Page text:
Having garnered favourable reviews on both sides of the Atlantic, Alain Altinoglu returned to Birmingham for a varied programme that opened with the Overture to The Italian Girl in Algiers (1813). Less often heard than others of Rossini’s curtain-raisers, its combining of suspense and effervescence proved as appealing as it was influential (not least on Schubert!) and this account duly maintained its insouciance right through to the breathless closing bars.
Renaud Capuçon then joined the CBSO for Berlioz’s Harold in Italy (1833) – confirming his credentials as a violist as, after a tense orchestral preamble, he rendered the main theme with real eloquence. Altinoglu brought unstinting panache to the increasingly febrile first movement, then was an attentive accompanist in the following processional with its ambivalent dialogue that demands a very subtle virtuosity (as Paganini seems belatedly to have realised). Then soloist and conductor were no less finely contrasted in an intermezzo whose wistful second theme gives the cor anglais its first turn in the limelight, and if the unalloyed exhilaration of the finale cannot conceal the viola’s absence, the latter’s timely reappearance along with off-stage violin and cello afforded the necessary repose prior to an explosive close.
Music of a very different expression came after the interval. Stravinsky’s Apollo (1928/47) was a staple of Simon Rattle’s early years with the CBSO, and this account found the strings on lustrous form – notably in the fervent close of the ‘Birth of Apollo’; deftly characterising the sequence of dances (amounting to variations on the stately theme heard at the outset) while underlining contrasts of texture and rhythmic emphasis as makes this among the composer’s most resourceful works. Nor was the nonchalance of the ‘Coda’ for Apollo and the Muses undersold, to be countered by the ‘Apotheosis’ with its amalgam of repose and resignation.
Concluding the concert, the Second Suite from Ravel’s Daphnis and Chloé (1912) confirmed Altinoglu’s prowess in a performance as was more than the sum of its parts. The intensifying expressive contours of ‘Daybreak’ built to a radiant culmination, after which the increasingly animated discourse of ‘Pantomime’ featured dextrous woodwind-playing as found contrast in the mounting abandon of ‘Danse générale’ – so bringing the evening to an uninhibited close.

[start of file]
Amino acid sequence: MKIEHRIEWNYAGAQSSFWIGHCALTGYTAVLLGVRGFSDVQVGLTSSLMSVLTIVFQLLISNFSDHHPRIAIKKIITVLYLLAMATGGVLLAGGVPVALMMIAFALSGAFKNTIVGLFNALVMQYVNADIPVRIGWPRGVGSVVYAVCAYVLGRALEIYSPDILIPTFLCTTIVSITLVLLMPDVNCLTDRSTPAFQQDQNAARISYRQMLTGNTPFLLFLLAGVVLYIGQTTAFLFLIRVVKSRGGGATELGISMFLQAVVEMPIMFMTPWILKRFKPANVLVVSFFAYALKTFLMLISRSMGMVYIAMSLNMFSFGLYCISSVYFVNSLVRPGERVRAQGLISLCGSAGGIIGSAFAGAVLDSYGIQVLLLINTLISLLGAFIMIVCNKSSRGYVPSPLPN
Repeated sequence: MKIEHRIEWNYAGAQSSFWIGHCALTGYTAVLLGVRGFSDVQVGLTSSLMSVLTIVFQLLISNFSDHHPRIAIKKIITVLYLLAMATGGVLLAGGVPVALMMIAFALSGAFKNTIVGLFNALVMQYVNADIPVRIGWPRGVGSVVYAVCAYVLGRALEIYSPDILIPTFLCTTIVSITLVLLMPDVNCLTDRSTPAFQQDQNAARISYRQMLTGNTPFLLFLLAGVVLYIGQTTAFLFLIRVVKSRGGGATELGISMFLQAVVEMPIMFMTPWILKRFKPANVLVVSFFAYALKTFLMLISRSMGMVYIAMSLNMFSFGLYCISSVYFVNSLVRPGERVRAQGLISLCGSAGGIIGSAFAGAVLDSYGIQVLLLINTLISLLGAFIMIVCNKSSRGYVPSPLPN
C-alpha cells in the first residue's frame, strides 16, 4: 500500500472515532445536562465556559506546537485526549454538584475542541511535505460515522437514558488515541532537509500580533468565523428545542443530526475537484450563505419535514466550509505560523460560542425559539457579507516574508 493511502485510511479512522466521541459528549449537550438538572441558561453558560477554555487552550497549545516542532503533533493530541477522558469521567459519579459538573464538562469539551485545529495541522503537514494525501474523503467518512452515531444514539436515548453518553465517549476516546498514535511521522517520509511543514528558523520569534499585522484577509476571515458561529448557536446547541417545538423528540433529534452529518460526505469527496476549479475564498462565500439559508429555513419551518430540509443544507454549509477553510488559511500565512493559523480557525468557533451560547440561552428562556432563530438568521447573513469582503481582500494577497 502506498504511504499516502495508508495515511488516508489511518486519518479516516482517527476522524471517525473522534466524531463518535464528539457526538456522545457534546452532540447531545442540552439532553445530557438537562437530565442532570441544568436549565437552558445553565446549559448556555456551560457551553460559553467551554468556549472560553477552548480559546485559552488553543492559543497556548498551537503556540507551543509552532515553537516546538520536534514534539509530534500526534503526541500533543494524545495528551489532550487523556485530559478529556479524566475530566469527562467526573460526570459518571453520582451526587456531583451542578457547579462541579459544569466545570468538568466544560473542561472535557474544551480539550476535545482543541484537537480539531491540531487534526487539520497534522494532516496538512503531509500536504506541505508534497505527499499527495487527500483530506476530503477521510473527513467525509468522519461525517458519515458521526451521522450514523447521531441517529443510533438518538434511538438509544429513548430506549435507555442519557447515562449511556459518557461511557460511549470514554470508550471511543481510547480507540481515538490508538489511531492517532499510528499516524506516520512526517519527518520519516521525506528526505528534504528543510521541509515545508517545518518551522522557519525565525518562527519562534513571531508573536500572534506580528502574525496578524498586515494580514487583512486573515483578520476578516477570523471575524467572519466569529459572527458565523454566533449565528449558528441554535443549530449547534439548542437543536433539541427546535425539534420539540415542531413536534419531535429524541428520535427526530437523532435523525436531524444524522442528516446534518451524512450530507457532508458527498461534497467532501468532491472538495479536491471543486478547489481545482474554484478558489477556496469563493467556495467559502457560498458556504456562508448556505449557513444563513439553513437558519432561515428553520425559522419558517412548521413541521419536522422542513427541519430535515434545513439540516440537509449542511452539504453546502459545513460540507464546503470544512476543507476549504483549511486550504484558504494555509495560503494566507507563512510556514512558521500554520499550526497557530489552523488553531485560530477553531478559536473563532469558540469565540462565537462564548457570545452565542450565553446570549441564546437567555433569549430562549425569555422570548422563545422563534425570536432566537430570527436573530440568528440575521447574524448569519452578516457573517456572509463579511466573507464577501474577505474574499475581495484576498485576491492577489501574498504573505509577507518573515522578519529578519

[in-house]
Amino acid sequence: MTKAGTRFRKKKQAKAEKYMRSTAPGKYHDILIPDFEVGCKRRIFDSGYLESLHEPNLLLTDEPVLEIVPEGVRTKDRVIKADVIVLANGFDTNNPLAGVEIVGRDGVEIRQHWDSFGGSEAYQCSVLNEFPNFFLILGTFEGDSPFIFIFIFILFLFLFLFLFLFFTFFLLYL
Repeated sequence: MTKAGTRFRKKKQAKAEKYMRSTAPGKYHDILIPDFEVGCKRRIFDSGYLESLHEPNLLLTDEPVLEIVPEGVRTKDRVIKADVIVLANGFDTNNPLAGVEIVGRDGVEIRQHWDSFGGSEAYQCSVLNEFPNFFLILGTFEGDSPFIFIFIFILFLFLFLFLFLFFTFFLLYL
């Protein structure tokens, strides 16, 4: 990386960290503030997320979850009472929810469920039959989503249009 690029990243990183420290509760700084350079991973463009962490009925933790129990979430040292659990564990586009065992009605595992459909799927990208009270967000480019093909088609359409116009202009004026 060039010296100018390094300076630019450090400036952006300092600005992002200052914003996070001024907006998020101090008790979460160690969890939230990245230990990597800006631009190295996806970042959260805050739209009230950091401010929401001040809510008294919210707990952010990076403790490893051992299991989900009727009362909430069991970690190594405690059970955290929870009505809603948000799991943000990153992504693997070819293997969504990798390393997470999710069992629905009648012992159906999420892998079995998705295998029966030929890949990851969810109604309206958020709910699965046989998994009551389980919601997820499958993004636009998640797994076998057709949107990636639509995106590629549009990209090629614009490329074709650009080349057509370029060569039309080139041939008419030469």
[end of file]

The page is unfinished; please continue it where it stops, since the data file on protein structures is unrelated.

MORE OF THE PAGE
Instead of a talk, the pre-concert slot brought a rare revival of Pagan Symphony (1928) by Granville Bantock. The second of his four designated Symphonies, its single-movement trajectory comprises six sections which, between them, correspond to the customary four movements. Thus the tranquil introduction gains impetus as it heads into an ebullient Allegro, the momentum spilling over into a hectic scherzo whose climax in an unaccompanied percussion ‘break’ and the score’s most arresting passage. From here brass fanfares prepare for a sustained slow movement whose would-be voluptuousness is complemented by a final section which brings the work to a rousing close.
It hardly needs adding that Bantock’s paganism is of a distinctly English kind, nor that the work’s ambition rather outstrips its achievement, but the music evinces a virtuosity to which the Birmingham Conservatoire Symphony Orchestra, under the watchful direction of Michael Seal, did justice (Duygu Ince coping ably with the often Straussian demands of the leader’s role). A long-time resident of Birmingham, Bantock would doubtless have expressed his approval.
- CBSO concert broadcast live on BBC Radio 3 (available on BBC iPlayer for thirty days afterwards)
- CBSO www.cbso.co.uk